“I enjoy exhibitions of weaponry because each weapon displayed has a story. Who owned the weapon? Was it bought or inherited? How was it made? I am totally in love with the past.”
According to Sri, this specific keris has been sought after by many throughout history as it’s believed to be carved out of metal from a meteorite. Empunya Kalbu follows two earlier novels, Warisnya Kalbu and Qalam Kalbu, completing Sri’s trilogy on the old Pahang kingdom.
While both Sri and Iskandar are committed to researching and writing about the country’s centuries-old past in Pahang and Melaka, some writers may only need to look closer to home for material. Author William Tham Wai Liang acknowledges that his parents’ memories of Kuala Lumpur influenced his upcoming debut novel, Kings of Petaling Street, soon to be released in 2017 by Fixi London.
“Kings of Petaling Street is actually a crime thriller set in modern times but when I started writing it, I found myself falling back on the past,” said the Vancouver-based author. “My father particularly likes talking about growing up in Chinatown in the 1960s and 1970s, which is where a lot of the details in Kings of Petaling Street came from.”
Kings of Petaling Street is inspired by the infamous rivalry between gangster Botak Chin and his adversary, Deputy Superintendent S. Kulasingam. Living abroad did not pose an obstacle for William as related books are aplenty, but the author admits it may have influenced his desire for the novel to feel authentically “Malaysian” by including his parents’ experiences. Although this is his first foray into the historical fiction genre, William has already set his sights on other historical retellings such as Esca Brooke-Daykin, the illegitimate son of James Brooke, the Rajah of Sarawak.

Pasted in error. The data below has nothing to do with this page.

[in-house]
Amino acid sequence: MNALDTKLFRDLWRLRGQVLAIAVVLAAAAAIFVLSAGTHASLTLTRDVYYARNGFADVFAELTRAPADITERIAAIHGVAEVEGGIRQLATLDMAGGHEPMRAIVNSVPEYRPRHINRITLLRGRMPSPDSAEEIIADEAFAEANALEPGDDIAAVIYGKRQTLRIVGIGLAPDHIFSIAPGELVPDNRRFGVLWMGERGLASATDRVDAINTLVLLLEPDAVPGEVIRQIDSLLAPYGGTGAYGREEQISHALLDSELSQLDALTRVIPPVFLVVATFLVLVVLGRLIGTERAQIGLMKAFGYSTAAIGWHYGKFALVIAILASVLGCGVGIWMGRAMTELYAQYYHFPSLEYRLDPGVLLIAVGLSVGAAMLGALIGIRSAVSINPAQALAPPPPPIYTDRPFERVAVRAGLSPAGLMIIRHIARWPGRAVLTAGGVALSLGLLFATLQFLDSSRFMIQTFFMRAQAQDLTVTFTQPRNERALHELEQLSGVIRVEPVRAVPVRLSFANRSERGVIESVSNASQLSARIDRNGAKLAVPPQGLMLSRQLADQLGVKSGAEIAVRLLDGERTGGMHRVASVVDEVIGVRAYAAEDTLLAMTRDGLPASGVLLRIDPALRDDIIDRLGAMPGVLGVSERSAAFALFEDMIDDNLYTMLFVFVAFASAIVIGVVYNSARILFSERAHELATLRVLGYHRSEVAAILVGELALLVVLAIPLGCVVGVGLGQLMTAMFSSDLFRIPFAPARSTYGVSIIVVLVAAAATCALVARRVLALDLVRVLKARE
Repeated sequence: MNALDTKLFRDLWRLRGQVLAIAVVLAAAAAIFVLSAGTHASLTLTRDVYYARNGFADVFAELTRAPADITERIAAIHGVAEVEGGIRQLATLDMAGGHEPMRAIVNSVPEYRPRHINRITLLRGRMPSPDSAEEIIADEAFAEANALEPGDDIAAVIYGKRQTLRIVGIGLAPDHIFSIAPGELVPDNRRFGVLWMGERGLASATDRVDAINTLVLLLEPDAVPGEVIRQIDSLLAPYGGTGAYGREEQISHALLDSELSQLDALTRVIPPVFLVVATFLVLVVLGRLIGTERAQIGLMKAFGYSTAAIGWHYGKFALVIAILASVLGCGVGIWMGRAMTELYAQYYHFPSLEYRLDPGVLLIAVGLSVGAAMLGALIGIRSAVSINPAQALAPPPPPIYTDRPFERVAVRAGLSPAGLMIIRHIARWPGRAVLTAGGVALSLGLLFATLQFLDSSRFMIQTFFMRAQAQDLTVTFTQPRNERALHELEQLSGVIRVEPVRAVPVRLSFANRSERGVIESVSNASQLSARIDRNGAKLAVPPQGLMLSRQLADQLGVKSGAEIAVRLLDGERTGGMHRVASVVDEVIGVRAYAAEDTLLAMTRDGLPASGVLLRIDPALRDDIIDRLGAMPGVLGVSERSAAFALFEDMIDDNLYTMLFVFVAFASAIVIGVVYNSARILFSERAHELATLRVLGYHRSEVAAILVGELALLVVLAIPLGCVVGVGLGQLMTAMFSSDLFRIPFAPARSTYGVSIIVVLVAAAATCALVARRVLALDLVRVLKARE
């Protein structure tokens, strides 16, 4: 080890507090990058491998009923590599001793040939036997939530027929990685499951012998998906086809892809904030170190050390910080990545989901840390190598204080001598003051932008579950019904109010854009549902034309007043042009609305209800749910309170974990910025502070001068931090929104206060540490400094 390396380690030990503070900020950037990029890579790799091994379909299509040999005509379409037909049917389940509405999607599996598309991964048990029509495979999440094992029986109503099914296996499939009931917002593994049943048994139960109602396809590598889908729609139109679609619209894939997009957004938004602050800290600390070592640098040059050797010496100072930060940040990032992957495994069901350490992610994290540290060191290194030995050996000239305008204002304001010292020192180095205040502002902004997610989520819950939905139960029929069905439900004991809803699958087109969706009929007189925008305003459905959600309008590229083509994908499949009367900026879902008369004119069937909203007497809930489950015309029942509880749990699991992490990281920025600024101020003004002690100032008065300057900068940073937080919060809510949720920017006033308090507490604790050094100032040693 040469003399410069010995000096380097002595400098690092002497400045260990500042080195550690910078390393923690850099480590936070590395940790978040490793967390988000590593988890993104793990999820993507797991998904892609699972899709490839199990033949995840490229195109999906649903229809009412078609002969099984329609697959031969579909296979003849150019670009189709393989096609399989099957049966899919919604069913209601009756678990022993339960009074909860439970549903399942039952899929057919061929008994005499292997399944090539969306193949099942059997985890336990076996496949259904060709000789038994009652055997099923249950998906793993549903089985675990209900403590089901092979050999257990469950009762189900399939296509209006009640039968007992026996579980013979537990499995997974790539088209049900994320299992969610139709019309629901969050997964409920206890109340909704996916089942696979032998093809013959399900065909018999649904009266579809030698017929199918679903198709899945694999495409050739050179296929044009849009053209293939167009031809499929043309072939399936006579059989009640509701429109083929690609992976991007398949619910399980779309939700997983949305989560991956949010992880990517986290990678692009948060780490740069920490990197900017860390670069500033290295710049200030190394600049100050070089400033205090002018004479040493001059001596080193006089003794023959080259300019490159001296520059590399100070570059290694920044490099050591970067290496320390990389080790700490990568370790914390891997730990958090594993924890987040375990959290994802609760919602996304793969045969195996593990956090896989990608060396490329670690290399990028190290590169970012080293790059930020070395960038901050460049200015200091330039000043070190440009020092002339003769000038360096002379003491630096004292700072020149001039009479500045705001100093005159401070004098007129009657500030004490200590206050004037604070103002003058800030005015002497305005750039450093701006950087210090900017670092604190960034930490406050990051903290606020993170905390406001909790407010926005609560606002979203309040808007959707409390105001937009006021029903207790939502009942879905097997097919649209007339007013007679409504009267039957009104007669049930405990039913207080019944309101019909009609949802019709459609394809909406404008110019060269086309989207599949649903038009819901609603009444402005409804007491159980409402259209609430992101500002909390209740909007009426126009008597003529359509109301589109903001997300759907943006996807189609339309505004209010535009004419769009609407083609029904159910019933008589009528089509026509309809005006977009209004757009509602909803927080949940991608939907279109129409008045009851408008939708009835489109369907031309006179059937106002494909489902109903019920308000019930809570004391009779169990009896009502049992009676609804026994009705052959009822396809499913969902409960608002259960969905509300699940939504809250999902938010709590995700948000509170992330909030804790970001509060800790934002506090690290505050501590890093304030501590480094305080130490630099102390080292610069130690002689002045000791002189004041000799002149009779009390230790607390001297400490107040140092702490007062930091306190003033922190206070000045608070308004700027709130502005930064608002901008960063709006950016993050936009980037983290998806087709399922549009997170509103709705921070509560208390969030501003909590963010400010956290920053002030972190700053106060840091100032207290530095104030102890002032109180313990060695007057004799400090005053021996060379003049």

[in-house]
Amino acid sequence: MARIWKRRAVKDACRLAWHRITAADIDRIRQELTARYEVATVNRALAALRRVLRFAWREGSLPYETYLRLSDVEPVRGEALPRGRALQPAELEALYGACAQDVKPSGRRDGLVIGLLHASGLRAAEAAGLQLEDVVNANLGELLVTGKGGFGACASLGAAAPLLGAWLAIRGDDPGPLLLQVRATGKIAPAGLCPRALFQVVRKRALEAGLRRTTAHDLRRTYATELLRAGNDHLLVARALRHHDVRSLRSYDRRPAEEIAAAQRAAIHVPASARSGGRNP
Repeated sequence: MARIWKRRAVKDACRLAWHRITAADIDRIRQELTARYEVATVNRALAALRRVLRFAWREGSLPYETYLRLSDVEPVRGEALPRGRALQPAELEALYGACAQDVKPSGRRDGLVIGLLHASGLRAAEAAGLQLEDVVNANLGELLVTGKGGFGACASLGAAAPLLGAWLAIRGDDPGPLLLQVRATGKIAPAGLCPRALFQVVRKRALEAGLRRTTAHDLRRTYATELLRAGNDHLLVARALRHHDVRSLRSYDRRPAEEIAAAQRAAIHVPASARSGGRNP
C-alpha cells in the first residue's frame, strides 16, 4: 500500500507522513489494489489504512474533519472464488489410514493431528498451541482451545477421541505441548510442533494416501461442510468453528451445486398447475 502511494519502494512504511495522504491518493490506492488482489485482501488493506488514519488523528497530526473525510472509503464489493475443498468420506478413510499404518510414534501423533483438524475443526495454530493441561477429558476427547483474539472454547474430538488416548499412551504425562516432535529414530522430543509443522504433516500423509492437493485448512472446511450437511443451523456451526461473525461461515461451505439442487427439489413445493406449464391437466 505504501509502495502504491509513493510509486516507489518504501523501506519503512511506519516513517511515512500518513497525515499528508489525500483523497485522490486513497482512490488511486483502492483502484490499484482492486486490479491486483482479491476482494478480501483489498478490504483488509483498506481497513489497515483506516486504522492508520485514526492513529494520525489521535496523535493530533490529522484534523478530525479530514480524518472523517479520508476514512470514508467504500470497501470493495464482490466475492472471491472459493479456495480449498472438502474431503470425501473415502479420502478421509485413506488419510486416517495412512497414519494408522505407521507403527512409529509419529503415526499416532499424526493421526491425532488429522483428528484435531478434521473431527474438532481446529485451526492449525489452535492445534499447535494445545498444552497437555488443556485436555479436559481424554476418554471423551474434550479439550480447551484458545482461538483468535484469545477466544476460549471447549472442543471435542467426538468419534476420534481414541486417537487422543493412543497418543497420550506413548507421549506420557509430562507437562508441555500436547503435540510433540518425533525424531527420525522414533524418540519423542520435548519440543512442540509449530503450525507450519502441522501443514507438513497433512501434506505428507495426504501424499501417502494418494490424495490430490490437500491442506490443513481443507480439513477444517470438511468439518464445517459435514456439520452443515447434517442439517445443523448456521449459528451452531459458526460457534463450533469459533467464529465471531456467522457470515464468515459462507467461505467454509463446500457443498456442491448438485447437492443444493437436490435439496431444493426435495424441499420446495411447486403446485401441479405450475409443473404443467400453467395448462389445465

William Tham Wai Liang
“I like obscure stories about people in unusual situations. Inconsistencies and surprising stories have a way of jumping up on me. But sometimes the novel can be devastatingly difficult to write,” confesses William.
It’s a sentiment that’s also echoed by Iskandar, who concurs that writing historical fiction is hard – one of the reasons being many history books before the 1970s were written by European researchers who may not thoroughly understand the various cultures and traditions in the Malay Peninsula. Thus, historical fiction writers are expected to be imaginative trailblazers, scouring past histories to find a glimmer of inspiration but also, to reinterpret these moments. Whether history is used to reconnect to past generations, discover new overlooked meanings, or even be utilised as forms of self-expression, historical fiction enables writers and readers alike to think beyond the present and dream of rich possibilities hidden in time.
By Nor Atikah Abdul Wahid
Images courtesy of respective authors featured